The mighty franc is undermining the “Made in Switzerland” label.
For exporters, it’s a double whammy. The depreciation of emerging-markets currencies against the franc is making Swiss products less attractive. At the same time, operating factories in the Alpine nation is becoming increasingly expensive.
“The way the franc is now is not acceptable in the mid-term or long-term,” said Nick Hayek, chief executive officer of Swatch Group AG, the Swiss watchmaker that exports 90 percent of its goods. “We have to fight against it, not say ‘Well, we can’t do anything about it.’”
As Europe’s slumping economy pushed the franc near parity with the euro in 2011, Swiss companies ramped up exports to faster-growing countries like China. The Swiss National Bank’s effort to protect industrial exports by enforcing a cap of 1.20 francs per euro for the last three years has failed to halt gains against other currencies.
The value of exports to emerging markets such as Indonesia and Turkey has been dented as investors pulled cash out of developing economies, weakening their currencies. Over the last 12 months the rupiah and lira have lost 14.1 percent and 12.8 percent respectively against the franc.
“If it carries on like this, we’re worried,” said Rudolf Minsch, chief economist of business lobby Economiesuisse. “The strong franc compared with emerging nation currencies, the yen and the dollar, once more burdens the margins of Swiss companies.”
The franc traded at 1.2137 against the euro and at 90.88 centimes against the dollar at 12:10 p.m. in Zurich today, little changed from yesterday.
The gain of the Swiss currency wiped $1 billion off sales in the six months through June for Holcim, the Jona-based maker of cement.
“The Swiss franc clearly has strengthened considerably more than other currencies,” Thomas Aebischer, Holcim’s finance chief, said on July 30. As a general rule, companies that report in francs feel a bigger impact than competitors reporting in euros, he said.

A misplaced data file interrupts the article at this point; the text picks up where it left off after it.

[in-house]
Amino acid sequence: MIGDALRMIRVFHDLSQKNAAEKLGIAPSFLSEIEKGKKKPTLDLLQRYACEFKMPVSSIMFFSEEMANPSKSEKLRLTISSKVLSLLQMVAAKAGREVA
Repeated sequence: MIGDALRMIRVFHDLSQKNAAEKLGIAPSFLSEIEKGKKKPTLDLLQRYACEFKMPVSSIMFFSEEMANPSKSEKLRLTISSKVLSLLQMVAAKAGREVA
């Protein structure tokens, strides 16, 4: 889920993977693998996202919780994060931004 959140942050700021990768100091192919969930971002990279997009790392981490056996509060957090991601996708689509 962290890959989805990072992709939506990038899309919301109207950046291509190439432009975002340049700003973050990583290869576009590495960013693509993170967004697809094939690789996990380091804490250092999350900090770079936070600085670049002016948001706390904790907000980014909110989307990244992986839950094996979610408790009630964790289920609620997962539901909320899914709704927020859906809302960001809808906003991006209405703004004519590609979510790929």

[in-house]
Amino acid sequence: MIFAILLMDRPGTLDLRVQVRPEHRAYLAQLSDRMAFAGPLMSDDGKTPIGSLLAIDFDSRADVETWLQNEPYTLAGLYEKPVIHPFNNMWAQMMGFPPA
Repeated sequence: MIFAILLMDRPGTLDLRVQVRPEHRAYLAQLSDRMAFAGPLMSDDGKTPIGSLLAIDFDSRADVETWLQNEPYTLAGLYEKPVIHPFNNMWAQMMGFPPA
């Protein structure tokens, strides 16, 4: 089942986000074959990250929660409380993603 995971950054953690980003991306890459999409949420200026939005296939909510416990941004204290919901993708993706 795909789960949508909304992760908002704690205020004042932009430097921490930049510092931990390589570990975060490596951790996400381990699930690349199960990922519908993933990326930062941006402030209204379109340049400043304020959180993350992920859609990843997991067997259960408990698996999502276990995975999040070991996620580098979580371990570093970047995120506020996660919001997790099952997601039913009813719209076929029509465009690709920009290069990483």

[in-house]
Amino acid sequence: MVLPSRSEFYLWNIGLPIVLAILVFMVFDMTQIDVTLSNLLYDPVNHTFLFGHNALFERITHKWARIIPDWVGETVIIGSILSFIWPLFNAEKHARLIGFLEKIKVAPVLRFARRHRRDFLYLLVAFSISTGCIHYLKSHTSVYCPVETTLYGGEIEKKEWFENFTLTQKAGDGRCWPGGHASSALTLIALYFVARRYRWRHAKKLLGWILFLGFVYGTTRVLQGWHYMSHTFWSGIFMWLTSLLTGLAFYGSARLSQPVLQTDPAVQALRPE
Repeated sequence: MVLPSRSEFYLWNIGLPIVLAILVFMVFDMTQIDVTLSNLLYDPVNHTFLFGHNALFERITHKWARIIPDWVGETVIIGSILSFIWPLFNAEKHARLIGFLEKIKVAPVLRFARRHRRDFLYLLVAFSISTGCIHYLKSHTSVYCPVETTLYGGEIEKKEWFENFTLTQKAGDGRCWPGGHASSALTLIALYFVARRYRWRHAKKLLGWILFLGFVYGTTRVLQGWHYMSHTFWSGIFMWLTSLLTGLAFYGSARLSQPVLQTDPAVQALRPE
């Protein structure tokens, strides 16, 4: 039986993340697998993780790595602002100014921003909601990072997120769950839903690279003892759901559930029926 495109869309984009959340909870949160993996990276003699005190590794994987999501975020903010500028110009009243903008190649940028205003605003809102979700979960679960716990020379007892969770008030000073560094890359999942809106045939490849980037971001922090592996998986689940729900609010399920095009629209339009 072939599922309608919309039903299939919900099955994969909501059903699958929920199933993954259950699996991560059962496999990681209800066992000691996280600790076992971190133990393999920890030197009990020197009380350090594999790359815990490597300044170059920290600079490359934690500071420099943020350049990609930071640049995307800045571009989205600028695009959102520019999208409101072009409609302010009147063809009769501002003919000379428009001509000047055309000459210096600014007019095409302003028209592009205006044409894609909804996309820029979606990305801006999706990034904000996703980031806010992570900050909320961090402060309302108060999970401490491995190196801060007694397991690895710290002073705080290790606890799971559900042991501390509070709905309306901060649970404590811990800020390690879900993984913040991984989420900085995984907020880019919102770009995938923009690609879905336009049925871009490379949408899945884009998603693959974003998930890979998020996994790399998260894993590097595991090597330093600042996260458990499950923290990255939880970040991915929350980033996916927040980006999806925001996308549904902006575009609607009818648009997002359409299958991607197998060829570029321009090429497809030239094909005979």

The strong franc is a more serious challenge for exporters like Swatch and small- and mid-size companies with factories in Switzerland, where shop-floor workers earn some of the highest wages in Europe.
Freitag, a Zurich-based maker of designer bags, said it feels the effect of the strong franc since most of its production and wage costs are Swiss. For now, Freitag isn’t considering moving production abroad, Chief Executive Officer Hans Haefliger said by e-mail.
“Such considerations shouldn’t be taboo, if they make financial sense and also fit from an environmental point of view,” he said.
Landlocked Switzerland, which has a population about three times smaller than Texas, created some of the world’s first multinationals, as industrialists took their drugs and machinery abroad.
Mikron Holding AG started in 1908 and helped industrialize the watchmaking industry with its metal-cutting tools. With a majority of its 1,100 employees spread across production sites in Agno and Boudry, Switzerland, Mikron is vulnerable to the ebbs and flows of international currency movements.
The company has countered fierce competition from European and U.S. rivals in recent years by ramping up production in Germany as well as buying from countries that use the euro, Chief Finance Officer Martin Blom said by e-mail.
Schindler Holding AG, a Swiss elevator maker founded in 1874, said today that currencies cut reported sales by 233 million francs in the first half.
The government is making it harder to enjoy the price premium and reputational privileges of being “Made in Switzerland.”
A bundle of “Swissness” laws will come into force in 2017 to guard the authenticity of the marketing tag. Industrial products such as watches will have to prove that at least 60 percent of manufacturing costs are Swiss.
VIU Ventures, a Zurich-based start-up, which makes spectacle frames, has Swiss designers and outsources manufacturing to Italy.
“Honestly, it would take 3D printing to manufacture our glasses in Switzerland,” VIU’s co-founder Kilian Wagner said in an interview. “The manufacturing expertise for making frames is in Italy, and the personnel costs in Switzerland are extremely high.”
The SNB should be more unpredictable to drive down the franc’s value and keep industry in Switzerland, said Swatch’s Hayek, adding that he’s competing with Japanese, Chinese and Indian companies that have lower cost bases.
“The SNB is giving the impression that it’s happy with 1.20 francs per euro, and it’s not going to move anymore, and that’s bad,” Hayek said. The SNB should create the impression it’s possible it might let the franc weaken more, he said. “The uncertainty that maybe the SNB still would go up to 1.25, if it’s at 1.23, would help.”
One franc was worth 25 cents in the early 1970s. Today it’s worth more than a dollar, which shows how exporters have had to adapt to the currency to thrive.
Hariolf Kottmann, CEO of Basel-based chemicals maker Clariant AG, began a restructuring of the company five years ago that included closing or selling some Swiss operations and shifting production and employees to emerging markets where revenue is growing. In the end, strong currencies make companies more efficient, he said.
“It’s more painful, but in the long term more rewarding to have a strong currency.”
To contact the editors responsible for this story: Vidya Root at firstname.lastname@example.org Zoe Schneeweiss, Thomas Mulier